One of the many things infants, toddlers, and young children have in common is their propensity for putting things in their mouths. If something can be picked up with those little fingers and hands, chances are it will eventually end up in the mouth for a thorough taste-test. For the most part, this oral investigation is harmless and helps emphasize the fact that some things taste good, others definitely don't. There are, however, a few instances where things that make their way into your child's mouth can lead to some serious health issues. Lead is one of those dangerous substances that can cause problems.
Lead is a highly toxic metal that, given exposure, can cause a wide variety of adverse health effects in both children and adults. Although much has been done in recent decades to alert people to the dangers of lead in the environment and their homes, as recent as 2004, the National Safety Council (NSC) estimated that more than four hundred thousand children under the age of six had elevated blood lead levels. Lead is a potent toxin and the NSC states that all it takes is for lead dust equivalent to a single grain of salt to register an elevated blood lead level in a child.
Although the dangers of lead in the environment have been known for decades and much has been done to eliminate it, it still exists in and around homes. The Environmental Protection Agency (EPA) states that the primary sources for lead exposure for most children are deteriorating lead-based paint, lead contaminated dust, and lead contaminated residential soil. Although the federal government banned lead-based paint from housing in 1978, many homes and apartments built before 1978 still contain lead-based paint. The EPA notes the following sources of possible lead contamination in the home environment:
A study conducted by the U.S. Department of Housing and Urban Development (HUD) found that 38 million housing units (40%) contained lead-based paint and that lead-based paint was present in 28% of childcare centers. Elevated levels of lead in the body can cause serious problems in both adults and children. However, children under the age of six are at particular risk because their brains and central nervous systems are still developing and they are the most likely to have the hand-to-mouth contact with lead. The EPA notes that children with high levels of lead in their bodies can suffer from:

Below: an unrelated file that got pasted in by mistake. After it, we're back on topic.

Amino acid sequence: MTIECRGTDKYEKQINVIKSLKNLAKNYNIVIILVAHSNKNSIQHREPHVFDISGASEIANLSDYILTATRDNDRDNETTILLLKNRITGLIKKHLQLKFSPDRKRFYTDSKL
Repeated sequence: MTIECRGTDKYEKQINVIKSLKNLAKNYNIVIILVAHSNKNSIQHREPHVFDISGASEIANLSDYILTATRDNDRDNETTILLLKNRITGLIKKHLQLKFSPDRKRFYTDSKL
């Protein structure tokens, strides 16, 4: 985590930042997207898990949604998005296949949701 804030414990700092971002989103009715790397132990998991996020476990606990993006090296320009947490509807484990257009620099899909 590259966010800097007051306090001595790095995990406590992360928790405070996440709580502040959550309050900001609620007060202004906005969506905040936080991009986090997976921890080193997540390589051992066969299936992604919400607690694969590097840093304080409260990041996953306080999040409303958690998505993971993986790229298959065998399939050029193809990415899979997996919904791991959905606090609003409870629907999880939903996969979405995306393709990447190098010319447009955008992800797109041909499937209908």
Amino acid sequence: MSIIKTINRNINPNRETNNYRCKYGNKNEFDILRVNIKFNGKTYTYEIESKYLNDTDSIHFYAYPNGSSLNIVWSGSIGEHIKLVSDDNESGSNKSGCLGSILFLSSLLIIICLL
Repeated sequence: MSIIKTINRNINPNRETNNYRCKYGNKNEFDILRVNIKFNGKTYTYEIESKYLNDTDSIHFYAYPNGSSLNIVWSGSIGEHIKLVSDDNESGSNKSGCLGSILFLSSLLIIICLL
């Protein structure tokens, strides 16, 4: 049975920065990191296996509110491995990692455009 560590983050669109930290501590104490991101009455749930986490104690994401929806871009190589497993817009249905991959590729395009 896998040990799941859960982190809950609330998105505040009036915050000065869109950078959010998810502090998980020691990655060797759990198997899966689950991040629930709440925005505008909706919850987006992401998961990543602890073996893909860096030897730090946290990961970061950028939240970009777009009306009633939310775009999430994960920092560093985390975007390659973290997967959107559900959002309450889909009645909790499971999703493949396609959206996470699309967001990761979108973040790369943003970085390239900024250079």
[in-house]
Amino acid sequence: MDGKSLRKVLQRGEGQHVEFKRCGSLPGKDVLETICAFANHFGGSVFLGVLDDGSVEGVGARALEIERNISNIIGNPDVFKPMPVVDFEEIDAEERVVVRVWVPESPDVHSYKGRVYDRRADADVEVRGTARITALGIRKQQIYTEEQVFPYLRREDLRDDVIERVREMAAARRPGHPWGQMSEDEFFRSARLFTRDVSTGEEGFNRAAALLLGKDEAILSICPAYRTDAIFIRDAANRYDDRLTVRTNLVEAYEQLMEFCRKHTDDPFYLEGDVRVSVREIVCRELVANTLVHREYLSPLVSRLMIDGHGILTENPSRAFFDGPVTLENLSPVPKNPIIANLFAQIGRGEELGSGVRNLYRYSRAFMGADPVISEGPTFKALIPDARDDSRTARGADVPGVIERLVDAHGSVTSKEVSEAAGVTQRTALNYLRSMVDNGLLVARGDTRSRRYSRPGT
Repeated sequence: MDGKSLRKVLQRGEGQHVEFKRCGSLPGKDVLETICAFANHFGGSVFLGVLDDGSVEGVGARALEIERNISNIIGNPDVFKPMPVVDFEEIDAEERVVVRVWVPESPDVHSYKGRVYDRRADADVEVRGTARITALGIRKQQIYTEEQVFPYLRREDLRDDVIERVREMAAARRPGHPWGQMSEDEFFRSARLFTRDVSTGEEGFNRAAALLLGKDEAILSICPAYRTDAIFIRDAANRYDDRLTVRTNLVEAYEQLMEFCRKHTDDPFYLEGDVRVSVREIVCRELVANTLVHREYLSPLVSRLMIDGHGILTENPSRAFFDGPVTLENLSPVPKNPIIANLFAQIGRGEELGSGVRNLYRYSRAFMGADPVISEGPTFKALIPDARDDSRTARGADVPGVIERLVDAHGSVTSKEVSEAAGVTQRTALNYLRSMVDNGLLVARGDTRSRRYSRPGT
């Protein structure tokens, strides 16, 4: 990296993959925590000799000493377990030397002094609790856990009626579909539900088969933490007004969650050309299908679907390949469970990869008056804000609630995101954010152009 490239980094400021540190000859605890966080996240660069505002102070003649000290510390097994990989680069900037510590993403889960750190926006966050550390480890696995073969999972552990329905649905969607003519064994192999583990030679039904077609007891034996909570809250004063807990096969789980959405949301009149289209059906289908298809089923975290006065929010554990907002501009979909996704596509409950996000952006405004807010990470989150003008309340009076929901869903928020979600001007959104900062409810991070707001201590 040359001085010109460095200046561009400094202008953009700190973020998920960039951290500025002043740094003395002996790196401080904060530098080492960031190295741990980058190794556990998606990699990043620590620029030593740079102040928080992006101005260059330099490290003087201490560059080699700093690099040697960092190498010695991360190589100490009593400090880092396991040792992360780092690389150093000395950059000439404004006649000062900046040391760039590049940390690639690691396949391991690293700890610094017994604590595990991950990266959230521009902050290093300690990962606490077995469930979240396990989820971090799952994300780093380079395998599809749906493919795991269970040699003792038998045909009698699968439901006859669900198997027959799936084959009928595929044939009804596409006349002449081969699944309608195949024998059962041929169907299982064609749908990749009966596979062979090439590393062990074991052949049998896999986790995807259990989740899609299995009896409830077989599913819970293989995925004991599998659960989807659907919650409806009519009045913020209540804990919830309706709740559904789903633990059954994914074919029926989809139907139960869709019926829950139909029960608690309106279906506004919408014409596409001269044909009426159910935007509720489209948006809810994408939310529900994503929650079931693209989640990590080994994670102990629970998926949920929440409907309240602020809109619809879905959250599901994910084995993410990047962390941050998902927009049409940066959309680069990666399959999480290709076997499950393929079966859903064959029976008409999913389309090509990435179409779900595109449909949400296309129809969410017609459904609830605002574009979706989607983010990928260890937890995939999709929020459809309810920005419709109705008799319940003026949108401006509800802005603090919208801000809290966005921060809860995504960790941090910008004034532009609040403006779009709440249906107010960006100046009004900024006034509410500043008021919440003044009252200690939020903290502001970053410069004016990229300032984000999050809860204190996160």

Adults with exposure to lead can suffer from:
Lead is a particular danger to pregnant women and their babies. The NSC notes that lead is stored in the bone where it can remain for decades. Pregnancy can cause the lead (from previous childhood exposure) to be released from the bones where it can be easily transferred to the fetus since lead can cross the placenta.
If you suspect that your home may have lead hazards, the EPA recommends the following actions to reduce the risk to your family:
If you wish to test for lead in and around your home, you can hire a technician who will take samples throughout your home and send them to a laboratory for analysis. You may also purchase a home dust sampling kit and do the sampling yourself. The National Safety Council offers a lead dust test kit that includes everything necessary to test your home along with detailed instructions and a pre-addressed, pre-stamped envelope to send samples for laboratory analysis. To permanently deal with lead hazards, you will have to hire the services of a certified lead abatement contractor. Such individuals are trained in the proper methods of containing, removing, and disposing of lead contaminated materials and can do so safely without releasing lead contaminated dust into your household environment.
So with a watchful eye and some precautionary measures, you can do your part to "get the lead out" and make certain your family never encounters the ill effects of lead.
Always address any health concerns or questions to your family physician or healthcare provider.
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